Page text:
Game Developers Can Now Stop Sharing Their Profits With Publishers

Over the past decade, game developers have become accustomed to signing deals with publishers in order to present their product to an end consumer. Usually, publishers  take around 30% of the net profit, but sometimes the number is even higher, especially if the developers are inexperienced. And while ten years ago signing a contract was a key to the whole industry, today it’s not the case.

According to Newzoo, this year could be very unpleasant for the publishing companies as their primary role, closing the gap between the developer and the seller, has become obsolete due to the outbreak of digital stores. From now on, any amateur game developer can bring their game to the storefront and the cost of entry is zero.

However, top-notch publishers will still be able to find a place in this ever-shrinking market because there are still services that small development firms require. This could include taking on the role of investors or game promotion agencies, to name a few.

But at the end of the day, even these opportunities will fade away.

Marketing is now no longer a problem since game developers can start building awareness by themselves. What’s more, they don’t have to obtain a huge capital to their launch products because a free-to-play model can provide the initial funds as well as supporting the game along the way.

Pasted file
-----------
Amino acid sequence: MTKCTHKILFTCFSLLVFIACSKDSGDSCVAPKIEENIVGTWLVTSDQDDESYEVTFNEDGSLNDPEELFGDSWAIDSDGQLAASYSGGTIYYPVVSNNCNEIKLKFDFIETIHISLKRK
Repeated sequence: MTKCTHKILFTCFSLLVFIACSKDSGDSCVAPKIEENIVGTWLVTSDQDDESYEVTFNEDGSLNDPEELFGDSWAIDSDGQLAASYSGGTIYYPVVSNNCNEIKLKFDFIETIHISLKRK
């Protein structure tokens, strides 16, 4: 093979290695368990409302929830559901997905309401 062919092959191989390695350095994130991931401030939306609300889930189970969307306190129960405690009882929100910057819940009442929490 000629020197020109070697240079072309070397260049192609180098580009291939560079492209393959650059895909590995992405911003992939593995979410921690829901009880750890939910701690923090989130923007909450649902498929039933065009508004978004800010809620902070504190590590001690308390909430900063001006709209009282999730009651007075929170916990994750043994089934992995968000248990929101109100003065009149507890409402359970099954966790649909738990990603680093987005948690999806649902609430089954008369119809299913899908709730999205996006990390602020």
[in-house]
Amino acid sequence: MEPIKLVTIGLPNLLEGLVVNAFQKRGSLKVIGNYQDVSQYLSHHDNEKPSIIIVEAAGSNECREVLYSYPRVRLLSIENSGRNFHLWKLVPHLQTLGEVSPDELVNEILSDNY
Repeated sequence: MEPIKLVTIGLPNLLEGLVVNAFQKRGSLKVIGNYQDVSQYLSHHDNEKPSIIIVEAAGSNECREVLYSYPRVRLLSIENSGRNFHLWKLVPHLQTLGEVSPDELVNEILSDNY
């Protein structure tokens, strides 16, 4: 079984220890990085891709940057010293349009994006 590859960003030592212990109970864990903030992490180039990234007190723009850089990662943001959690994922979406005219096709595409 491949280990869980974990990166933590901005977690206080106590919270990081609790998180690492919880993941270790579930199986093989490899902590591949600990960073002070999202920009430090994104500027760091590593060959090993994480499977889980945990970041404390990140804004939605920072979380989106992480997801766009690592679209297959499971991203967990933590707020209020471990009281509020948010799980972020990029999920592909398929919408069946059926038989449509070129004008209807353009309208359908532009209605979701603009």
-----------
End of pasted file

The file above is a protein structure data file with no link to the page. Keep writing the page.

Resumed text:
Last year’s review by Superdata confirms this shift in video gaming trends. Based on this study, 80% industry revenue as a whole comes from free-to-play products.

There are two principal ways of free-to-play game monetization: selling virtual assets or adding specialist content. The most skillful companies tend to mix them both but as a rule, they start with the first one because it continues to provide sustainable income for a long time.

The Power Behind the Virtual Assets

In-game items have become a real goldmine for the producers of CS:GO, Dota 2, and Fortnite. And while many may argue that their success is impossible to reflect on, recent research by Forbes shows that it is just a preview of what the future of virtual items will look like.

Of course, nobody says it is going to be easy and anyone can do it. There has to be  large teams of game designers working behind the scenes.

Another interesting insight we can get out of the Forbes’ article is that although you may not be an expert, you always can reach out to somebody more experienced,  and even get a hand in creating a sustainable economy of in-game items. Specifically, they point to DMarket, a team of professionals with over 10 years of experience in building and supplying virtual economies.

They provide game developers with a ready-made solution that helps to make a monetization system from scratch as well as a place to buy, sell, and exchange virtual assets from their games.

The company is going to participate in the upcoming D.I.C.E. Summit 2020 on February 11-13 in Las Vegas. So, don’t miss this chance to meet their executives in order to discover new monetization opportunities for your games and gain insights on the future of this multi-billion-dollar industry of digital goods.

Updated: July 11, 2020 — 4:28 pm